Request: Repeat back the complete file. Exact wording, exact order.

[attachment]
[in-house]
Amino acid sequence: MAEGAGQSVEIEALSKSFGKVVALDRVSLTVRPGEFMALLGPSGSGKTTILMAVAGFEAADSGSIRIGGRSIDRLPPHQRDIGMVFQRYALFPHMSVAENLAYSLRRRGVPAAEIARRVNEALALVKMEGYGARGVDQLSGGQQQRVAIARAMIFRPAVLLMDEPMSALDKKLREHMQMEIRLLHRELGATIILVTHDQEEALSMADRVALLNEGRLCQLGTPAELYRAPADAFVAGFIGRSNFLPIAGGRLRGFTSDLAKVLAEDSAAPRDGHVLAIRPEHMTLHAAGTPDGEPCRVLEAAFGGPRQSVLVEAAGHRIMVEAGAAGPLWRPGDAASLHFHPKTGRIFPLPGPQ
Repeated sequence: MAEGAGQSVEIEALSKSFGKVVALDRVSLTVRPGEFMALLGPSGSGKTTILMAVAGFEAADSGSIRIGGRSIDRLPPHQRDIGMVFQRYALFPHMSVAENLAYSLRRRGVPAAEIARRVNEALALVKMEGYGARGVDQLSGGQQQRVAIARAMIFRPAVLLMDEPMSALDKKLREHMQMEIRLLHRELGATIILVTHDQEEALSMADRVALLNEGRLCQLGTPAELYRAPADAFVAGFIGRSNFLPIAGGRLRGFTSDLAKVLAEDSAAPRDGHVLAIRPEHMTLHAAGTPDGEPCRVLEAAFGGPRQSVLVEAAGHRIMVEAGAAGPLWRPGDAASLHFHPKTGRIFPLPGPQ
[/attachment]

[in-house]
Amino acid sequence: MAEGAGQSVEIEALSKSFGKVVALDRVSLTVRPGEFMALLGPSGSGKTTILMAVAGFEAADSGSIRIGGRSIDRLPPHQRDIGMVFQRYALFPHMSVAENLAYSLRRRGVPAAEIARRVNEALALVKMEGYGARGVDQLSGGQQQRVAIARAMIFRPAVLLMDEPMSALDKKLREHMQMEIRLLHRELGATIILVTHDQEEALSMADRVALLNEGRLCQLGTPAELYRAPADAFVAGFIGRSNFLPIAGGRLRGFTSDLAKVLAEDSAAPRDGHVLAIRPEHMTLHAAGTPDGEPCRVLEAAFGGPRQSVLVEAAGHRIMVEAGAAGPLWRPGDAASLHFHPKTGRIFPLPGPQ
Repeated sequence: MAEGAGQSVEIEALSKSFGKVVALDRVSLTVRPGEFMALLGPSGSGKTTILMAVAGFEAADSGSIRIGGRSIDRLPPHQRDIGMVFQRYALFPHMSVAENLAYSLRRRGVPAAEIARRVNEALALVKMEGYGARGVDQLSGGQQQRVAIARAMIFRPAVLLMDEPMSALDKKLREHMQMEIRLLHRELGATIILVTHDQEEALSMADRVALLNEGRLCQLGTPAELYRAPADAFVAGFIGRSNFLPIAGGRLRGFTSDLAKVLAEDSAAPRDGHVLAIRPEHMTLHAAGTPDGEPCRVLEAAFGGPRQSVLVEAAGHRIMVEAGAAGPLWRPGDAASLHFHPKTGRIFPLPGPQ